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  • 1. T S PRADEEPKUMAR
    SCS, VIT University
    OSEK/VDXAReal Time Operating System
  • 2. Automotive Software Standards
    Introduction to OSEK/VDX
    OSEK/VDX Characteristics and Specification
    OSEK Architecture
    Conformance Classes (CC)
    Tasks Concepts
    Interrupts Processing
    Events
    Scheduling Policies
    Other OS Services
    Topics for discussion
  • 3. Automotive Software Standard
    • AUTOSAR
    • 4. Automotive Open System Architecture
    • 5. OSEK/VDX
    • 6. Open systems and the corresponding interfaces for automotive electronics / Vehicle Distributed eXecutive
    • 7. MISRA C
    • 8. Motor Industries Software Reliability Association
  • OSEK/VDX Characteristics
    • Scalability
    • 9. Used for wide range of control units for 8bit to 32 bit controllers
    • 10. Uses four conformance classes that specifies the main features
    • 11. Portability of software
    • 12. ISO/ANSI-C Standard interface between the application and the OS
    • 13. Configurability
    • 14. Standard configurable information is provided with the help of OIL (OSEK Implementation Language)
    • 15. Statically allocated OS
    • 16. To simplify, The OS, application tasks, resources and services are requested to define at the compile time
  • OSEK/VDX Specification
    • Three Processing Levels
    • 17. Interrupt Level
    • 18. A logical level for OS Activities
    • 19. Task Level
    The interrupt levels are assigned higher priorities than the task levels
    • In addition
    • 20. OS Services provided for task management, event management, resource, counter, alarm and error treatment
  • OSEK/VDX Specification
  • 21. OSEK/VDX Architecture
  • 22. OSEK COM
    • The OSEK standard comprises also an agreement on interfaces and protocols for in-vehicle communication called OSEK COM
    • 23. An Interaction layer which provides communication services for the transfer of application messages.
    • 24. A Network layer which provides services for the unacknowledged and segmented transfer of application messages
    • 25. A Data link layer interface which provides services for the unacknowledged transfer of individual data packets over a network to the layers above.
  • OSEK NW
    • Very often electronic control units (ECU) made by different manufacturers are networked within vehicles by serial data communication links.
    • 26. For this reason the standard propose a Network Management system (OSEK NM) that provides standardized features which ensure the functionality of inter-networking by interfaces.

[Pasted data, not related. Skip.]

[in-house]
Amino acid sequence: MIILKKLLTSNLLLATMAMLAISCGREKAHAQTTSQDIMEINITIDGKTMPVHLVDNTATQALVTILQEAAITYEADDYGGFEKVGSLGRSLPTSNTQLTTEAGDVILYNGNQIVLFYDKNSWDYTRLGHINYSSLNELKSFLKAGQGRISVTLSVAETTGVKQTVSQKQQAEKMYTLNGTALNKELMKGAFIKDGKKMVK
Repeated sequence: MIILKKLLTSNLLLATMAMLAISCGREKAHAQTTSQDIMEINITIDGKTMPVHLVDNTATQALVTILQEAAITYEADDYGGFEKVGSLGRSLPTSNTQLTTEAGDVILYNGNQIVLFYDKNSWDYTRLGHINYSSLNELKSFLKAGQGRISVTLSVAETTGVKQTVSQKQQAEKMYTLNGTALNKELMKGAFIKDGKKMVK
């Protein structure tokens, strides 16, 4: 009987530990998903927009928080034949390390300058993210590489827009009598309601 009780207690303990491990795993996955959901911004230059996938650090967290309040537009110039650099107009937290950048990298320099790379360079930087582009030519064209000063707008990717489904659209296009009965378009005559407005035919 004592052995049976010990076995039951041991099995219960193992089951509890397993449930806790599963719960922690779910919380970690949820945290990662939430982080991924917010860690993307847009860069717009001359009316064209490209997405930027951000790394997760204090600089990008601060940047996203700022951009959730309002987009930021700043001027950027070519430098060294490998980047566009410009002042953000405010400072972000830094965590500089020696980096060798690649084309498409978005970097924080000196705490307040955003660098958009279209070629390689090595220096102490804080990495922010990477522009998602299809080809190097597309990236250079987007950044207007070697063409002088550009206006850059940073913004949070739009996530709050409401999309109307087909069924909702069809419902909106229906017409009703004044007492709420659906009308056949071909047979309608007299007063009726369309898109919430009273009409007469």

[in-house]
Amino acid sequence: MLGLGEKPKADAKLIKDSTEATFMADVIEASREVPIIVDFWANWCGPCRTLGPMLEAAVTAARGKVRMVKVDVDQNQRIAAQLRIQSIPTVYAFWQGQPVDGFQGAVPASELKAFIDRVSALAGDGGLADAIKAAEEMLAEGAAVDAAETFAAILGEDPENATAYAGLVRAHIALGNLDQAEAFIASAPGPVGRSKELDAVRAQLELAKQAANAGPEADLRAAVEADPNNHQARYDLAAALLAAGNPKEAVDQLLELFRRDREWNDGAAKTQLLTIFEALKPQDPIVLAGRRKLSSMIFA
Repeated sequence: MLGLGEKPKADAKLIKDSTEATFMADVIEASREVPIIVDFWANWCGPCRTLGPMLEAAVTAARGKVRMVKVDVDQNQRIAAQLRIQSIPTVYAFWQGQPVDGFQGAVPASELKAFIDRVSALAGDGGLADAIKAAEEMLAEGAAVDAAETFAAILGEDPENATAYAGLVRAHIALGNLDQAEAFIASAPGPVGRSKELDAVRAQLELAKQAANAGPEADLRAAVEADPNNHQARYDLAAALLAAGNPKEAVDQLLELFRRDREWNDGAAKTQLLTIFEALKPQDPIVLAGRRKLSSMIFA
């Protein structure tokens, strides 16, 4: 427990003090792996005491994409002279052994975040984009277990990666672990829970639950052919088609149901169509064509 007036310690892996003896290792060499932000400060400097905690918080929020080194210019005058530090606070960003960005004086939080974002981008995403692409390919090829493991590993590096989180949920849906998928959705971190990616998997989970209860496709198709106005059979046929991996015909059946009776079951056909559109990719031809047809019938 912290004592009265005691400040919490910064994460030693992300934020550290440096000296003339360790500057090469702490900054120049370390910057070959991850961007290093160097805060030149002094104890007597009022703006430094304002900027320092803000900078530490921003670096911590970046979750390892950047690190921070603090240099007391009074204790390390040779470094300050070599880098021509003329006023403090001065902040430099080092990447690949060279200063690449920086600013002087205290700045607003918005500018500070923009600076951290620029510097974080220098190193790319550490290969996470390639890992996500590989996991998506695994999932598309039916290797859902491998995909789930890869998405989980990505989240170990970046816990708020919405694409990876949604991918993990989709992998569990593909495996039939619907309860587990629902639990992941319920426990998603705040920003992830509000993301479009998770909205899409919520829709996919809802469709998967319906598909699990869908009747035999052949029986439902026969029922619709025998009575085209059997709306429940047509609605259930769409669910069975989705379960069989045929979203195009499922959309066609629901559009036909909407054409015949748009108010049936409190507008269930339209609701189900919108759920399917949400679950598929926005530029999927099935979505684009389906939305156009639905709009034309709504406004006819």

• OSEK/VDX Architecture
    • Traditional Fixed Priority Approach
    • 27. Each task in the system may be
    • 28. Basic Task (BT)
    • 29. Extended Task (ET)
    • 30. Each Task will be assigned a fixed Priority (assigned at compile time)
  • OSEK/VDX Architecture
    • Conformance Classes
    • 31. To provide support for different features and requirements of the application in terms of number of tasks, memory consumption, etc
    • 32. BCC1
    • 33. Only basic tasks limited to one activation request per task and one task per priority, while all tasks have different priorities.
    • 34. BCC2
    • 35. Like BCC1, plus more than one activation request per task and more than one task per priority.
    • 36. ECC1
    • 37. Like BCC1, plus extended tasks.
    • 38. ECC2
    • 39. Like ECC1, plus more than one task per priority and multiple requesting of task activation allowed for basic tasks.
  • Conformance Classes
  • 40. Tasks Concepts
    • Basic Task
    • 41. Basic tasks only release the processor, if
    • 42. they terminate
    • 43. the OSEK operating system switches to a higher-priority task, or interrupt occurs which cause the processor to switch to an interrupt service routine (ISR).
    • 44. Extended Tasks
    • 45. In contrast to basic tasks extended tasks are allowed to use the operating system call WaitEvent, which may result in a waiting state
    • 46. The waiting state allows the processor to be released and to be reassigned to a lower-priority task without the need to terminate the running extended task
    • 47. In view of the operating system, management of extended tasks is, in principle, more complex than management of basic tasks and requires more system resources
  • Tasks Concepts
  • 48. Tasks Concepts
    • Extended Tasks have four task states:
    • 49. Running
    • 50. Only one task can be in this state at any point in time
    • 51. Ready
    • 52. The scheduler decides which ready task is executed next
    • 53. Waiting
    • 54. A task cannot continue execution because it has to wait for at least one event
    • 55. Suspended
    • 56. The task is passive and can be activated
  • Interrupt Processing
    In particular, the standard provides two kind of ISR handlers:
    • ISR Category 1
    • 57. ISR does not use an OS Service.
    • 58. No OS calls from the handler
    • 59. The designer is free to write his own handler
    • 60. These are the faster highest priority Interrupt
    • 61. ISR Category 2
    • 62. ISR is handled by the OS
    • 63. So OS calls can be called from the handler
  • Events
    • Event Mechanism is provided only for Extended Tasks
    • 64. Each (ET) owns a set of events that can be triggered by other BT or ET or even ISR Category 2
    • 65. The behavior of an ET is to wait for an Asynchronous Event calling the OS Service WaitEvent()
    • 66. Events can be set only if the task is not in the suspended state
  • Scheduling Policy
    • Mixed Preemptive Scheduling
    • 67. Non Preemptive scheduling
  • Scheduling Policy
    • Mixed Preemptive Scheduling
    • 68. Since preemptiveness is a task attribute, preemptive and non-preemptive tasks can be mixed in the same application.
    • 69. The running task will influence the policy really used.
  • Other OS Services